Silver Star, Washington
Silver Star Mountain is a sprawling mountain mass about 25 miles northeast of Portland. It is easily visible from Interstate 84 near Troutdale and equally well seen from Interstate 5 just north of Vancouver. The area is surprisingly alpine for its low elevation because of forest fires in the 1920s. Its wildflower displays are second to none. It was used by hang pilots in the 1980s and was one of the original sites for the fledgling Cascade Paragliding Club in 1992. Many of us learned much of what we know about mountain flying there.
It is a very complex site. Launches are generally straightforward, but landing zones are more challenging, though there are many options. It is rather poorly explored. There are many launch directions that have never been tried. Both because of the complexity of the flying, and also the arcane details of the driving approaches, Silver Star is usually best appreciated in the company of a knowledgeable local pilot.
There is an enormous amount of recent logging, which changes approaches, landing options, even wind patterns to some extent. The area will continue to evolve as tall trees are taken out and clear cuts grow back in.
The heart of the Silver Star flying area is a north south oriented ridge about 1.5 miles long. The summit of the mountain at 4393 feet is at the southern end of this ridge. North of the summit is a high saddle. North of that is about a mile of open ridge with a steep but generally meadow-like western face. Our two launch areas are approximately at the northern and southern ends of this ridge. the higher, southern launch is the friendlier of the two but they are both reasonably comfortable.
The meadow-like slopes west of this ridge are the bail out landing zones and in the early days, countless side hill landings were made here. Nowadays better performing pilots and gliders are often reaching LZs that are closer to where we park. (but just yesterday between 3 experienced pilots we had 5 bailout side hills on an otherwise really nice soaring day)
Like many of our Cascade Range sites Silver Star works best in relatively light W or NW winds. Since the launches are at 4000 feet, there are many otherwise perfectly delightful summer days when the inversion is too low to allow soaring above these launches and sled rides at Silver Star are not entertaining. This is because the hike up the steep bailout meadow is more exhausting than one would expect, through slippery bunch grass and some brambly shrubs.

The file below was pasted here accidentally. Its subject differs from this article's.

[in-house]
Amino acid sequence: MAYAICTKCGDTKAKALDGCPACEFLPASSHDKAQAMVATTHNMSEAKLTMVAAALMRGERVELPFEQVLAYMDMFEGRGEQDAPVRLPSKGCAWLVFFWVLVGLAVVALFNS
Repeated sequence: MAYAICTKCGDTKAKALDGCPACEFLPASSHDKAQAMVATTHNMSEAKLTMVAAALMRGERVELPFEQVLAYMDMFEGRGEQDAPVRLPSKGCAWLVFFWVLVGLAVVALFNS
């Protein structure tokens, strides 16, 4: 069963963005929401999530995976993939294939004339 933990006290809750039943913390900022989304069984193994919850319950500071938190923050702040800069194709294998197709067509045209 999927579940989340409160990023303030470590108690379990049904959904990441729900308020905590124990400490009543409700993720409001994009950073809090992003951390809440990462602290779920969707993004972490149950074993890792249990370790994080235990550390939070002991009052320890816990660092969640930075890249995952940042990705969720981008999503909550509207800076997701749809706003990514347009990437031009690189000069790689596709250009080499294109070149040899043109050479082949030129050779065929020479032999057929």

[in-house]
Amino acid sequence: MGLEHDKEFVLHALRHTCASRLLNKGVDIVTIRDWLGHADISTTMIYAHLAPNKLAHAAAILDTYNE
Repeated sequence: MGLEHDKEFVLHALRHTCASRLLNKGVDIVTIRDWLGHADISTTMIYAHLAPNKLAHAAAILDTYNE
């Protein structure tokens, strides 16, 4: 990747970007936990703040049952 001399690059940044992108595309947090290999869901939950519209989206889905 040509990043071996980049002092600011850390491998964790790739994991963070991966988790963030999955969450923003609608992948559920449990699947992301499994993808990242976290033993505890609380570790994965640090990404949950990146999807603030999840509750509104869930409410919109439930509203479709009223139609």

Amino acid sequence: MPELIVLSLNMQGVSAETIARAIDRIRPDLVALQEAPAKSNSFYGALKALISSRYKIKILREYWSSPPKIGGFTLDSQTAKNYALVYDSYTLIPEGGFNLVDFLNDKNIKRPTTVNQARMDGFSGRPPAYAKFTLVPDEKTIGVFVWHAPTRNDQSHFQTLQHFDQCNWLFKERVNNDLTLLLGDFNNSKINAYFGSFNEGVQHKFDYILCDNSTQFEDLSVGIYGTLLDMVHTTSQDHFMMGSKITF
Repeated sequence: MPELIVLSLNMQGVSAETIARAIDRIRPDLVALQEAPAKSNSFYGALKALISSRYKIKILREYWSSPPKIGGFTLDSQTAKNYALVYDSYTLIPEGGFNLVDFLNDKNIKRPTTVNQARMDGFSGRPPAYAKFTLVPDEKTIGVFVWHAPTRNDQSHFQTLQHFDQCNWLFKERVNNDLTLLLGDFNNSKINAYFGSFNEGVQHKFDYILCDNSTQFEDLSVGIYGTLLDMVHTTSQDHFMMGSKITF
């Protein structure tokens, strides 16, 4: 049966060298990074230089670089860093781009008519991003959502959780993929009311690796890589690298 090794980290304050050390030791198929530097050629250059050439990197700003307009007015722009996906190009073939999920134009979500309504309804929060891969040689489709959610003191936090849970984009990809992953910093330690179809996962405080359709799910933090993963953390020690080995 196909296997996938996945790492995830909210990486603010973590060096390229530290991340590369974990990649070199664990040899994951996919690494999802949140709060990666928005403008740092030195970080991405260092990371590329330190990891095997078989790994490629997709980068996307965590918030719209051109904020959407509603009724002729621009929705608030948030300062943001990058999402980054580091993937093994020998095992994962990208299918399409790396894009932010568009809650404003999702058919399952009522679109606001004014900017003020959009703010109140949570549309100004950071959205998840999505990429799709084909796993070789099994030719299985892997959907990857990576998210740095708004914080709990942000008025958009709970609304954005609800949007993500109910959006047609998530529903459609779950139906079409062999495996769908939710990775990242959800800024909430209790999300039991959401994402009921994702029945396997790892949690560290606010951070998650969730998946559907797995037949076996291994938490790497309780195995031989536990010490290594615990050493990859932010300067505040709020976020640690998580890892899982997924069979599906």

This is a west facing afternoon thermal site. On a good day the flying will not turn on until about 3PM at the earliest. All of the commonly used LZs are more like top landings than the fields we are otherwise used to. This means that there is often a lot of lift around them. On a good Silver Star flying day it is much easier to get into an LZ in the evening as things are calming down.
There is some limited XC potential, as yet very poorly explored. Main usable directions would be northwest and possibly south. Flying more than a few miles west is curtailed by the PDX landing pattern, and flying east involves miles of tortuous variably wooded and steep sided mountains. The longest XC flight to date was to Yacolt, Washington by Mike Steed.
Silver Star Mountain is on Gifford Pinchot National Forest. No contact has ever been made with the Forest Service about flying there, though they are certainly aware of our usage. Be friendly to them.
There are two main parking areas used by paraglider pilots. Just beyond the more northerly of the launch sites the ridge forks with one branch continuing straight north and the second running WNW toward a hill called Squaw Butte (unless the non-PC geographic name has been recently changed).there is a trail atop this ridge that the forest calls the Chinook Trail.
The north lot is the main hiking access to Silver Star and the spot that Googleing the hike will direct you to. The access to the west ridge is the top of a logging road that is more informal. It is a gated road and has been closed for seasons at a time, though for the last two years it has been open and in very good shape. Both are accessed from the 1100 road. The west lot is accessed by turning, right, uphill, about 4 miles after leaving Dole Valley, soon after a bridge in a canyon. The north lot is a right turn from the 1100 road, two miles further on.